Arab Strap @ Barrowlands, Glasgow, 15 Oct

Live Review by Susan Le May | 20 Oct 2016

In the decade since Aidan Moffat and Malcolm Middleton amicably, but devastatingly, called time on Arab Strap, both have navigated successful projects on their own. But the announcement of reunion gigs to mark their previous band's anniversary was a thrilling development for fans of the pair's peerless tales of meaningless sex and drug-wasted weekends. By Moffat's own admission, tonight marks The Big One – the first night of two at Glasgow's iconic Barrowland Ballroom.

The death of the mixing desk cuts short Bossy Love's support set and delays the main event. With panic over (thanks to the arrival of a replacement, the 1982 World Cup song We Have a Dream, and the rain-soaked pipes and sad strings of Loch Leven's intro), Moffat, Middleton and co. emerge to a crowd that has well and truly waited for this moment.

Opener Stink is Moffat's stark poetic realism at its finest, with the assembled band of impressive musicians treating the songs as they deserve. Few groups do light and shade like Arab Strap, and tonight sees a cross-section of gems from across their catalogue. The Clearing and New Birds are incredible, as are the stripped-back betrayal of Piglet, the bleak regret of Blood, the tubthumping bitterness and intensity of Fucking Little Bastards and the beefier pop of There is No Ending.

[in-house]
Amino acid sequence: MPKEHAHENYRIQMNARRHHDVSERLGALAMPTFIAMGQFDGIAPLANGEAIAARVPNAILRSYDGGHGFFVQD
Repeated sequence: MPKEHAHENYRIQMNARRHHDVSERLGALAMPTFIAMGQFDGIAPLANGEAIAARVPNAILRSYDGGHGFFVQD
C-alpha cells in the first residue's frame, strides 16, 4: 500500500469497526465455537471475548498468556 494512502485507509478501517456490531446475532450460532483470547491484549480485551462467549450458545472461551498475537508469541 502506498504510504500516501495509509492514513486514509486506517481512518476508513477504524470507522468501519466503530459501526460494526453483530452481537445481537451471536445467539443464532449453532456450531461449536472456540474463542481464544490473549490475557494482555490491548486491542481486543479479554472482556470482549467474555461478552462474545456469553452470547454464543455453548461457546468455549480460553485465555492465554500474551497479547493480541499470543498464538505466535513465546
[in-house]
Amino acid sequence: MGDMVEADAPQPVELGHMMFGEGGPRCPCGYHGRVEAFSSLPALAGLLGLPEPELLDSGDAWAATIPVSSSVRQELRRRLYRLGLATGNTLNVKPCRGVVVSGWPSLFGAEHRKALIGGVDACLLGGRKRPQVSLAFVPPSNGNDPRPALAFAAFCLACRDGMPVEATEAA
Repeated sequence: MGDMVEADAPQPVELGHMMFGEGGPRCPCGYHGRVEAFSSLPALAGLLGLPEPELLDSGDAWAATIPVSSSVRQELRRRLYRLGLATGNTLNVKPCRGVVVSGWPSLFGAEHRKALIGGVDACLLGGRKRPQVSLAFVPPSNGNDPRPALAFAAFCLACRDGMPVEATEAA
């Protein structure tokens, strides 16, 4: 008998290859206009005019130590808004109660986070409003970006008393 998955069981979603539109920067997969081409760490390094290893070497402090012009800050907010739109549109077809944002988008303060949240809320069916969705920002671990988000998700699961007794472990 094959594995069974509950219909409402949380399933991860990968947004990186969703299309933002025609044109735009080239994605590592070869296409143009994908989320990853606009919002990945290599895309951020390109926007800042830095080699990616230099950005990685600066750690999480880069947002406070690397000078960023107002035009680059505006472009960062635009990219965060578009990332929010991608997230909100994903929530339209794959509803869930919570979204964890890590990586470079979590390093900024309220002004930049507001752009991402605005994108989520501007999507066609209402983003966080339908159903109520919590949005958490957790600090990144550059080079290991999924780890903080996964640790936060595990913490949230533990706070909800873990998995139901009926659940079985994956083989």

Predictably, The Shy Retirer and The First Big Weekend cause a stir, the latter's lyrics updated to reflect Moffat's maturity, but the more sedate Packs of Three and Here We Go are equally appreciated. Acoustic audience request Hello Daylight is beautiful, as is final bonus encore Serenade, closing a night that many wish wouldn't end.

If this is their final flirtation, it is a bittersweet triumph. The break has only served to enhance the pair's strengths, and the songs still reach places other artists can't, or won't. Arab Strap were never just of their time, but truly in a league of their own, and tonight's reunion is a glorious reminder of just how vital they will always be.